Photo: Franck V. via Unsplash
About 60% of students at West Chester University currently live off campus or commute to school. I currently am one of the hundreds of commuter students at West Chester. I started commuting this year and with just one month into the school year, I am already fed up.
I knew parking was going to be a difficulty; it always has been. But I do not think there has ever been a year where parking has been so awful. Due to the closure of the Lawrence parking lot, there are even less parking spots to contend with. Adding to this problem is the university’s decision to admit more students than we have a capacity for. To make matters worse, they have sold more parking permits than there are parking spots. Like many other commuter students, I have to arrive to campus hours before my first class of the day just to secure a parking spot and even then, at around eight in the morning, the lots are almost filled. Parking Services has always advertised the many parking lots available on campus, but in reality there are only a few lots available on north campus. The south campus lots in past years have been good backups if north campus was completely filled, but even south campus has been filling up lately. This situation is forcing many students to park illegally and rack up costly fines which just exacerbates the situation. The parking issue has left many students like me frustrated and without options.
And if parking was the only issue commuter students had to deal with, then it would be an easier pill to swallow but it is not. It is also very hard to stay connected to campus life and student involvement while commuting. It is a sort of catch 22: you should schedule classes early in the day to arrive on campus early for parking and not waste a ton of time; meanwhile all club meetings and extracurricular activities usually meet in the afternoon or at night which means you either have to stay on campus all day or go home and commute back to school. For students that live an hour or so away or have to work or intern somewhere, the latter is not an easy option. With such a large population of commuter students, I am surprised WCU does not offer more support. I look at the support colleges like Philadelphia University gives to their students and feel even more frustrated by West Chester. PhilaU offers exceptional initiatives specific to commuter students including pairing each student with a Commuter Leader. This leader helps the commuter student transition to commuting in college while still feeling connected to the university. They also have a Commuter Cash program to provide incentives for students to make the extra effort to get involved in campus life. The Commuter Cash is given based on a student’s involvement, grades, participation in the community and utilization of campus resources. The cash can be used to win SEPTA tokens, university gear and gift cards. In addition, PhilaU runs monthly commuter community meetings and a commuter connections learning community to allow students the opportunity to meet other commuters. These are just a few programs PhilaU offers that WCU should consider adopting.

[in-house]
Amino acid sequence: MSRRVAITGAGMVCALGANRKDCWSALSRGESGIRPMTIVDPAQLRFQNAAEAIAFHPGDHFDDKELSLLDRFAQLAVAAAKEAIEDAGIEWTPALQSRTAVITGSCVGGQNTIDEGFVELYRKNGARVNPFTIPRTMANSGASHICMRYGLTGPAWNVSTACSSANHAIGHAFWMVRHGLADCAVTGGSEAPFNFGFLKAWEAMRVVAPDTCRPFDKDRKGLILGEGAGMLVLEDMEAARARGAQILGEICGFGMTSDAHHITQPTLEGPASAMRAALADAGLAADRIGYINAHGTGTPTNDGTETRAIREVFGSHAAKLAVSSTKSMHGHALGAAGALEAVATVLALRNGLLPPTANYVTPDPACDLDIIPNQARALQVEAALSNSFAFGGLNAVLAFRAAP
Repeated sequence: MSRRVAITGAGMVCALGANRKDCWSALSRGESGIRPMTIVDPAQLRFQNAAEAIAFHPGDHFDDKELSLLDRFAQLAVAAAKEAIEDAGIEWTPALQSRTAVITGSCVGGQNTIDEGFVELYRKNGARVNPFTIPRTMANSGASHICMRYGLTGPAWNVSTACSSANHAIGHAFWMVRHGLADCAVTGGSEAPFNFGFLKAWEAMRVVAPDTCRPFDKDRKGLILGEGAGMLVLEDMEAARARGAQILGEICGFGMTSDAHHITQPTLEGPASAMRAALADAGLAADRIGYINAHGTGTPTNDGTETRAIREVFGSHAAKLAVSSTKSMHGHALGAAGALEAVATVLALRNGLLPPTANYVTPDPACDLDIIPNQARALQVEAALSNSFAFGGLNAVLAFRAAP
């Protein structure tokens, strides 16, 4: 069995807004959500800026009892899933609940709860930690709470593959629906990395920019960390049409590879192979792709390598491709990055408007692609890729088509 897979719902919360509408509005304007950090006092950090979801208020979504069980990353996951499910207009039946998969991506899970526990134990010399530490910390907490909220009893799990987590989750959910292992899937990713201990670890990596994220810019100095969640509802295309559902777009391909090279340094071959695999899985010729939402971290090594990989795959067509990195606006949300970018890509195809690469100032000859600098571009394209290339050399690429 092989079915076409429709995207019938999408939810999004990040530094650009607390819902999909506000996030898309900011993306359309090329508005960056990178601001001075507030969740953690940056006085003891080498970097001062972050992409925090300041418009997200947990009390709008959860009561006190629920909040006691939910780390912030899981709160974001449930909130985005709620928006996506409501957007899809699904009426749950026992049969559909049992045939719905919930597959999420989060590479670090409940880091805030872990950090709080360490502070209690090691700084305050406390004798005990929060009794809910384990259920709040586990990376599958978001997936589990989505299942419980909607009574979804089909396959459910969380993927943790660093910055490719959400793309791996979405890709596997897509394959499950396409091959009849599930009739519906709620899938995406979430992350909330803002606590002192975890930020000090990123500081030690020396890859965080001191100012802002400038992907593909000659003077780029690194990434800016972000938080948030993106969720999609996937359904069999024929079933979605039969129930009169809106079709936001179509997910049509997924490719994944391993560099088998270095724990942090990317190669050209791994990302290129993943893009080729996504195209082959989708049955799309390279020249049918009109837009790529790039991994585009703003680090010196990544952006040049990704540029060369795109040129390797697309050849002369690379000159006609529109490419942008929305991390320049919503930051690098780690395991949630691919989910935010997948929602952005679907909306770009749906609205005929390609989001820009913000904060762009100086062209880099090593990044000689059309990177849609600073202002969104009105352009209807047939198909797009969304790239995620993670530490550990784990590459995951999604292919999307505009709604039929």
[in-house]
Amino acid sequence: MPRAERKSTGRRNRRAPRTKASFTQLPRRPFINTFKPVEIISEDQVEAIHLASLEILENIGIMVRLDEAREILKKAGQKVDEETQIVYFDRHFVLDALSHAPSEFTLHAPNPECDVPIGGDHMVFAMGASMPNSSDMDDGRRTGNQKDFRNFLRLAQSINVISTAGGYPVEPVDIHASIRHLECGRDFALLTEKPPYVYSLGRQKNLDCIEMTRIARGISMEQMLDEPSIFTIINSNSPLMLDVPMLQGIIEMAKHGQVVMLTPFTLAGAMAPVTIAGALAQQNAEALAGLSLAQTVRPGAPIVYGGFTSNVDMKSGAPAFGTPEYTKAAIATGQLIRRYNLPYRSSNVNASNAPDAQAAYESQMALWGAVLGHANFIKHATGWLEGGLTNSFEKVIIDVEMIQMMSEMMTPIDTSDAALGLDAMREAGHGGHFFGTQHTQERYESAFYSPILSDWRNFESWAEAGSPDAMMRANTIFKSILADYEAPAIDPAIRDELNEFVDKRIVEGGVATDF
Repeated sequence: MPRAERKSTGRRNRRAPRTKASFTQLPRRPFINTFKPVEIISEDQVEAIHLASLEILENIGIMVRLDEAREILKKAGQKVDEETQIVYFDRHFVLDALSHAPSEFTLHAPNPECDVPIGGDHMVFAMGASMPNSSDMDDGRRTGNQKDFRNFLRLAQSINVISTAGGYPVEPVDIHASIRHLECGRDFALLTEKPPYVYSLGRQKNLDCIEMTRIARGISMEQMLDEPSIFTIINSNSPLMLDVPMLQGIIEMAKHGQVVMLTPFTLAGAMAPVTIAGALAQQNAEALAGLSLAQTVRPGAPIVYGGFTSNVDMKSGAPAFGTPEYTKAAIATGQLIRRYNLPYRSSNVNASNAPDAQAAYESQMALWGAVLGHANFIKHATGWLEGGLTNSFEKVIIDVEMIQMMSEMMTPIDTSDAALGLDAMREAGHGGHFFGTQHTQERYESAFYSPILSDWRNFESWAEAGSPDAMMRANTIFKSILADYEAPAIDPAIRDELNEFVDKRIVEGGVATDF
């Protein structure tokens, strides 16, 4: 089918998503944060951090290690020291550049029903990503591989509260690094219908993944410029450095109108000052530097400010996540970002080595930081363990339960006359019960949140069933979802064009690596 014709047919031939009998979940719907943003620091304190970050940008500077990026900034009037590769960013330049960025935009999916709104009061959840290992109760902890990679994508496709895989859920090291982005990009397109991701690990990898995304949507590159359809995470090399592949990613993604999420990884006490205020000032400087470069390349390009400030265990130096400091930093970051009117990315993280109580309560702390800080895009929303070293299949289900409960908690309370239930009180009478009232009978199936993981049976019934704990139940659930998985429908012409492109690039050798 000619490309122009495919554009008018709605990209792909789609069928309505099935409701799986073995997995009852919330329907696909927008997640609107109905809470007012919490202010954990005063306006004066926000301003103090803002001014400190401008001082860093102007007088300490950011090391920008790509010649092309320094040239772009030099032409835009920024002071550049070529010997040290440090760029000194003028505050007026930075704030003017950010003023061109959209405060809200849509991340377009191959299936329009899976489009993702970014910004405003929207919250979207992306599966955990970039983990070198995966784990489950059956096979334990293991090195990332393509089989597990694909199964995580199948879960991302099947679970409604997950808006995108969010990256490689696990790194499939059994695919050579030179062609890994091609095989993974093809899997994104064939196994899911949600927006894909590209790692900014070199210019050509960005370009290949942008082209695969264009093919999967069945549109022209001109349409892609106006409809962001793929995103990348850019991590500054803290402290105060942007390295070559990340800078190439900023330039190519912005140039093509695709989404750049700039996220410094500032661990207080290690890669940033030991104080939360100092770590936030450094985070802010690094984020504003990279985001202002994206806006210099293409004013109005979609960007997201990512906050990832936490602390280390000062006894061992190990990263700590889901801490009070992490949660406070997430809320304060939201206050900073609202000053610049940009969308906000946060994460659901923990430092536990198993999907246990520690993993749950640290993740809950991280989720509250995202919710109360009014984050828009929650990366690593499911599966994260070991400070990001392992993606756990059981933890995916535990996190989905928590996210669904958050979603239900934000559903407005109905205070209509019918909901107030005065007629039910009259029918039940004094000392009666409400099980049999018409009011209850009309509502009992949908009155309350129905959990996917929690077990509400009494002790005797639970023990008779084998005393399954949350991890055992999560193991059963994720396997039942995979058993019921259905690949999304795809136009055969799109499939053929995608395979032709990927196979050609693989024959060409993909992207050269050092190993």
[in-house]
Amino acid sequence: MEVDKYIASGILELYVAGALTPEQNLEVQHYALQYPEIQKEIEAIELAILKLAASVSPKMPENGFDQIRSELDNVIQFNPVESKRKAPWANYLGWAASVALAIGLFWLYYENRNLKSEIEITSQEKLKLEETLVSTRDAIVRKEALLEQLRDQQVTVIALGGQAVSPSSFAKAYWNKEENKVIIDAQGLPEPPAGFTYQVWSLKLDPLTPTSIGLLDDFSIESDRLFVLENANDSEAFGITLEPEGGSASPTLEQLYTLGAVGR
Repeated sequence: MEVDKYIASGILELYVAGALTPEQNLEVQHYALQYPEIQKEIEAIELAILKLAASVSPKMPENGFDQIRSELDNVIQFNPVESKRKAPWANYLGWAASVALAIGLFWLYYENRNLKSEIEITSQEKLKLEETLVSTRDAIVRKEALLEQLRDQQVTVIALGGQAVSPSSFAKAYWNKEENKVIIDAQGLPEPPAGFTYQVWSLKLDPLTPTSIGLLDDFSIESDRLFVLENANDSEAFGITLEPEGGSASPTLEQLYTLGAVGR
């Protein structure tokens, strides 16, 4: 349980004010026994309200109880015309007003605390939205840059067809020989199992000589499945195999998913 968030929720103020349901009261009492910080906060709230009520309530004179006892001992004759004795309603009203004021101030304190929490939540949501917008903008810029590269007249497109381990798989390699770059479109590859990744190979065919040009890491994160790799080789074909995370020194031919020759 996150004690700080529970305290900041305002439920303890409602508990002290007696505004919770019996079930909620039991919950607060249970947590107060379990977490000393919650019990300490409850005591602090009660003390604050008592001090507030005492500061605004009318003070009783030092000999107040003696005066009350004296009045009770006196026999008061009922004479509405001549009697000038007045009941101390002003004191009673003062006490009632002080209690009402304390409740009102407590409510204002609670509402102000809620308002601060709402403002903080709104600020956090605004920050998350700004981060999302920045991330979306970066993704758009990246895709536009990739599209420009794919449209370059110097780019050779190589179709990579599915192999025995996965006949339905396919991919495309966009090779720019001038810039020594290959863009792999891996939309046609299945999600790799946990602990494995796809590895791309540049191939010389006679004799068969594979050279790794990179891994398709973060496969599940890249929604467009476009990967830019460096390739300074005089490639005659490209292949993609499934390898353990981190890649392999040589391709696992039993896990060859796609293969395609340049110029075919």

In addition to programs, another area West Chester could improve in is the commuter lounge, the “Home Away From Home” in the bottom floor of Sykes. I went to this lounge during my first week of commuting and was underwhelmed. We, the 60% of the WCU student population, are given a hallway of a lounge with a single refrigerator and a broken microwave. This lounge is also used by many on campus students to relax in, which they have every right to do, but it does take away from a sort of haven commuters should have to retreat to. What we really need is an entire lounge dedicated to commuters with every service we could want, such as multiple refrigerators, microwaves, maybe even a small kitchen, as well as sofas and extra laptop chargers. Commuters deserve a place they can relax and take a quick nap without hesitation.
Many people consider commuting a disadvantage since it disconnects them from the campus and makes getting a degree even harder, but it shouldn’t be this way. Commuters should feel supported, welcomed and appreciated. This is not the case currently at WCU.
Maria Marabito is a third year English-writings major with a literature minor. MM88365@wcupa.edu